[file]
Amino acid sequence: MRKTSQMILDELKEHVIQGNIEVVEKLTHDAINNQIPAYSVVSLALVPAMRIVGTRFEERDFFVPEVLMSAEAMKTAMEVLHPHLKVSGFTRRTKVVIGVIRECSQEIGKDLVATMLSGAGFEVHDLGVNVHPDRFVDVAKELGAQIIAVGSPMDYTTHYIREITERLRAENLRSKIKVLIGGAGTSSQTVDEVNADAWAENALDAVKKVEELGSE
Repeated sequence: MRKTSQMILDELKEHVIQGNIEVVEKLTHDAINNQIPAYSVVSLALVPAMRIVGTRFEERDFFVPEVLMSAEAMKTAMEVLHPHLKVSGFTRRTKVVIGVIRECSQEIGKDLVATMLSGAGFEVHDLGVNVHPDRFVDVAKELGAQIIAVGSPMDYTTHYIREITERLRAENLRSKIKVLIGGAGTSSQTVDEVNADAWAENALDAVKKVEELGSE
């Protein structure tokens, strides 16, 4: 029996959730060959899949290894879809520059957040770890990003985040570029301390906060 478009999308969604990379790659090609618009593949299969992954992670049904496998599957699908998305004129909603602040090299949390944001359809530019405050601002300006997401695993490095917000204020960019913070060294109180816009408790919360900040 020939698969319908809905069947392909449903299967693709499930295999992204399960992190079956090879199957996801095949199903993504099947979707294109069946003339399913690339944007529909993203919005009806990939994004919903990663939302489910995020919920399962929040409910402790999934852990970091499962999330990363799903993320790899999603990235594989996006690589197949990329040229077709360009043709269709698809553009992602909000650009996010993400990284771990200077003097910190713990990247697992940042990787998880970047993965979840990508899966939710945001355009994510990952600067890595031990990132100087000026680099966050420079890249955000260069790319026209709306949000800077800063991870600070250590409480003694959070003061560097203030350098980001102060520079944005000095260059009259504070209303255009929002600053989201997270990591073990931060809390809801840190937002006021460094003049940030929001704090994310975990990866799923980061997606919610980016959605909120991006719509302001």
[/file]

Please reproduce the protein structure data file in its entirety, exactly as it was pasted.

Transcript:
Amino acid sequence: MRKTSQMILDELKEHVIQGNIEVVEKLTHDAINNQIPAYSVVSLALVPAMRIVGTRFEERDFFVPEVLMSAEAMKTAMEVLHPHLKVSGFTRRTKVVIGVIRECSQEIGKDLVATMLSGAGFEVHDLGVNVHPDRFVDVAKELGAQIIAVGSPMDYTTHYIREITERLRAENLRSKIKVLIGGAGTSSQTVDEVNADAWAENALDAVKKVEELGSE
Repeated sequence: MRKTSQMILDELKEHVIQGNIEVVEKLTHDAINNQIPAYSVVSLALVPAMRIVGTRFEERDFFVPEVLMSAEAMKTAMEVLHPHLKVSGFTRRTKVVIGVIRECSQEIGKDLVATMLSGAGFEVHDLGVNVHPDRFVDVAKELGAQIIAVGSPMDYTTHYIREITERLRAENLRSKIKVLIGGAGTSSQTVDEVNADAWAENALDAVKKVEELGSE
């Protein structure tokens, strides 16, 4: 029996959730060959899949290894879809520059957040770890990003985040570029301390906060 478009999308969604990379790659090609618009593949299969992954992670049904496998599957699908998305004129909603602040090299949390944001359809530019405050601002300006997401695993490095917000204020960019913070060294109180816009408790919360900040 020939698969319908809905069947392909449903299967693709499930295999992204399960992190079956090879199957996801095949199903993504099947979707294109069946003339399913690339944007529909993203919005009806990939994004919903990663939302489910995020919920399962929040409910402790999934852990970091499962999330990363799903993320790899999603990235594989996006690589197949990329040229077709360009043709269709698809553009992602909000650009996010993400990284771990200077003097910190713990990247697992940042990787998880970047993965979840990508899966939710945001355009994510990952600067890595031990990132100087000026680099966050420079890249955000260069790319026209709306949000800077800063991870600070250590409480003694959070003061560097203030350098980001102060520079944005000095260059009259504070209303255009929002600053989201997270990591073990931060809390809801840190937002006021460094003049940030929001704090994310975990990866799923980061997606919610980016959605909120991006719509302001």